Friday, 2 September 2016

British TV Serials Worth Watching: 2. The Night Manager

“Nothing quite as pretty as napalm at night,” says the villain Richard Roper (played by Hugh Laurie) in a particularly uncomfortable scene of the six-hour British miniseries, The Night Manager, which is based on the John le Carré novel of the same name. It’s an obvious reference to the classic line delivered by Robert Duvall in Apocalypse Now: “I love the smell of napalm in the morning.” It’s also the kind of nasty line that comes naturally to Roper, a man described as “the worst man in the world”. But it feels just a bit too much like Laurie delivering one of his many tongue-in-cheek lines in the TV series House. Which is not to say that Laurie doesn’t give a great performance as the coldhearted arms dealer; it’s just that there’s something a little off in Roper’s House-like one-liners, as there’s something a little off in many parts of The Night Manager.

And yet I absolutely loved watching this thoroughly entertaining series. I mean, as a lover of quiet intelligent conspiracy spy thrillers, gorgeously filmed in exotic locales, how could I not love this show? Especially if you throw in the fine acting of great actors and overall production values that are as good as anything you’ll see at the cinema. I can even forgive the James Bond-like score, because The Night Manager has the feel of Bond films at their best. 

The Night Manager stars Tom Hiddleston as Jonathan Pine, who, at the start of the first episode, is working as the night manager in Cairo’s finest hotel during the Arab Spring uprising that ousted Mubarak. The girlfriend of a local crime boss is staying at the hotel and lets Pine know that her boyfriend is purchasing arms from Roper to be used against the protestors. Pine shares this info with a friend in the British Embassy and soon after that the woman Pine has been trying to protect is murdered. Pine is furious with London intelligence (whom he blames for the leak) but hangs onto the phone number of Angela Burr (Olivia Colman), the director of a small intelligence agency in London, because Burr had tried to warn him. Jump ahead four years and Pine is now the night manager at a hotel in Zermatt when Roper and his entourage fly in one night. Pine is suspicious of Roper’s activities and calls Burr, who recruits Pine as her secret undercover spy (secret even from the other British intelligence agencies, whom she suspects of colluding with Roper). Burr wants nothing more than to put an end to Roper’s horrific arms-dealing (which includes not only napalm, but also nerve gas), which Roper carries out under the guise of humanitarian work - supposedly delivering agricultural equipment to war-torn countries. Unfortunately, while putting an end to arms dealing is a lofty goal, there’s a sense that both Burr and Pine are basically in this for revenge.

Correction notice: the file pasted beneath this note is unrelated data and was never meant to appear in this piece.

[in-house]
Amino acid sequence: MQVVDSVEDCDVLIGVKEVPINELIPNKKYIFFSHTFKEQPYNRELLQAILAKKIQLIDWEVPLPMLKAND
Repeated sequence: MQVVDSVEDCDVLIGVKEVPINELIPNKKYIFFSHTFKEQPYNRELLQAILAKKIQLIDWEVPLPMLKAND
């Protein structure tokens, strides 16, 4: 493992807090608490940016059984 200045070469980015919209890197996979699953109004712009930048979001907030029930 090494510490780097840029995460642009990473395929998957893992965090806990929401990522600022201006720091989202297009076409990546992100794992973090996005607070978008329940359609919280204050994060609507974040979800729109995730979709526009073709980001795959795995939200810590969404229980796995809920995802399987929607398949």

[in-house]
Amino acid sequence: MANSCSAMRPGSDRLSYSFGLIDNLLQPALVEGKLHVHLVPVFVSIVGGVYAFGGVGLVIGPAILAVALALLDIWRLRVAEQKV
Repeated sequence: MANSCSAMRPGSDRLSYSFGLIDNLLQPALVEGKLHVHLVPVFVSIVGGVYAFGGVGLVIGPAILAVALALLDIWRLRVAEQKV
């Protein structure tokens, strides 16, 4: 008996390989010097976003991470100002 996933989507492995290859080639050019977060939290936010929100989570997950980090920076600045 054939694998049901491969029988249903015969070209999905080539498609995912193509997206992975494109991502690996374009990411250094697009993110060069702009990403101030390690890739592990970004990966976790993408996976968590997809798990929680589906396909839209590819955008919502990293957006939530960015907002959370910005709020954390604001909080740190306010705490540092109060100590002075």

And so the real suspense begins. And there’s a lot of suspense in The Night Manager, as well as a lot of excellent dialogue. But, as I mentioned, time and again I felt something was off. One of those things was Roper’s willingness to trust a man he should have been too smart to trust. Another was Pine’s bizarre romantic entanglements when the chemistry just wasn’t there. This might have been the result of Hiddleston’s acting or because we never really get into Pine’s head in a satisfactory way (six hours leaves a lot of time for character development). The same can be said of Roper, Roper’s girlfriend, Jed (Elizabeth Debicki), who plays a major role, and Roper’s righthand man, Corky (Tom Hollander), whose sexual orientation was used in the worst possible off-putting way. And while the plot has the necessary twists and turns, too many of them were predictable. Added to these more subtle frustrations is the awful awful ending, which bears no resemblance to the infinitely better ending of le Carrés novel and, in my opinion, flies in the face of whatever good character development has preceded it (i.e. it’s inconsistent).  

This all sounds very negative, and should be more than enough to tank the series, so you may be surprised to hear that I’m still considering awarding The Night Manager ****. How can that be, you ask? Well, I’m so glad you asked; here are my reasons: